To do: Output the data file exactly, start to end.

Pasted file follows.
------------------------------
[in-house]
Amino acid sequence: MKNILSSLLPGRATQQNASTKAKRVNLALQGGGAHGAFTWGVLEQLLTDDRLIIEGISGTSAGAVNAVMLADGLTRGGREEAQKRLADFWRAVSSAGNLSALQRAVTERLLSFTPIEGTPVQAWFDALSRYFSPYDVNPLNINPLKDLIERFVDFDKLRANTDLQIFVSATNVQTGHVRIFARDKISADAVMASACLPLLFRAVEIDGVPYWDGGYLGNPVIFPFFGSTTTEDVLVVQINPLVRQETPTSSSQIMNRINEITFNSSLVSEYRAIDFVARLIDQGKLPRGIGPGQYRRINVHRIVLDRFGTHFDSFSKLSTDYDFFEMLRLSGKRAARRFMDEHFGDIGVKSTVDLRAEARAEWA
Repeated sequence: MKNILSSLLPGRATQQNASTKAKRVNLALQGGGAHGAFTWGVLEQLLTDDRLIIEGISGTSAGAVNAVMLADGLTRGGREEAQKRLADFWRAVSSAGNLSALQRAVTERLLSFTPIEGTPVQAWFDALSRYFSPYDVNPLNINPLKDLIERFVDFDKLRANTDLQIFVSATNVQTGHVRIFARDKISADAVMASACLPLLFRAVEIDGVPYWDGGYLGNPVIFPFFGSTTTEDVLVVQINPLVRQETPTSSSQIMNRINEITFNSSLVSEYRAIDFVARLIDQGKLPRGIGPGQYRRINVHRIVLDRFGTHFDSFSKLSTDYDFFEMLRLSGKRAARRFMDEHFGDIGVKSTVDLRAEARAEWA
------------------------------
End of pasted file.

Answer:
[in-house]
Amino acid sequence: MKNILSSLLPGRATQQNASTKAKRVNLALQGGGAHGAFTWGVLEQLLTDDRLIIEGISGTSAGAVNAVMLADGLTRGGREEAQKRLADFWRAVSSAGNLSALQRAVTERLLSFTPIEGTPVQAWFDALSRYFSPYDVNPLNINPLKDLIERFVDFDKLRANTDLQIFVSATNVQTGHVRIFARDKISADAVMASACLPLLFRAVEIDGVPYWDGGYLGNPVIFPFFGSTTTEDVLVVQINPLVRQETPTSSSQIMNRINEITFNSSLVSEYRAIDFVARLIDQGKLPRGIGPGQYRRINVHRIVLDRFGTHFDSFSKLSTDYDFFEMLRLSGKRAARRFMDEHFGDIGVKSTVDLRAEARAEWA
Repeated sequence: MKNILSSLLPGRATQQNASTKAKRVNLALQGGGAHGAFTWGVLEQLLTDDRLIIEGISGTSAGAVNAVMLADGLTRGGREEAQKRLADFWRAVSSAGNLSALQRAVTERLLSFTPIEGTPVQAWFDALSRYFSPYDVNPLNINPLKDLIERFVDFDKLRANTDLQIFVSATNVQTGHVRIFARDKISADAVMASACLPLLFRAVEIDGVPYWDGGYLGNPVIFPFFGSTTTEDVLVVQINPLVRQETPTSSSQIMNRINEITFNSSLVSEYRAIDFVARLIDQGKLPRGIGPGQYRRINVHRIVLDRFGTHFDSFSKLSTDYDFFEMLRLSGKRAARRFMDEHFGDIGVKSTVDLRAEARAEWA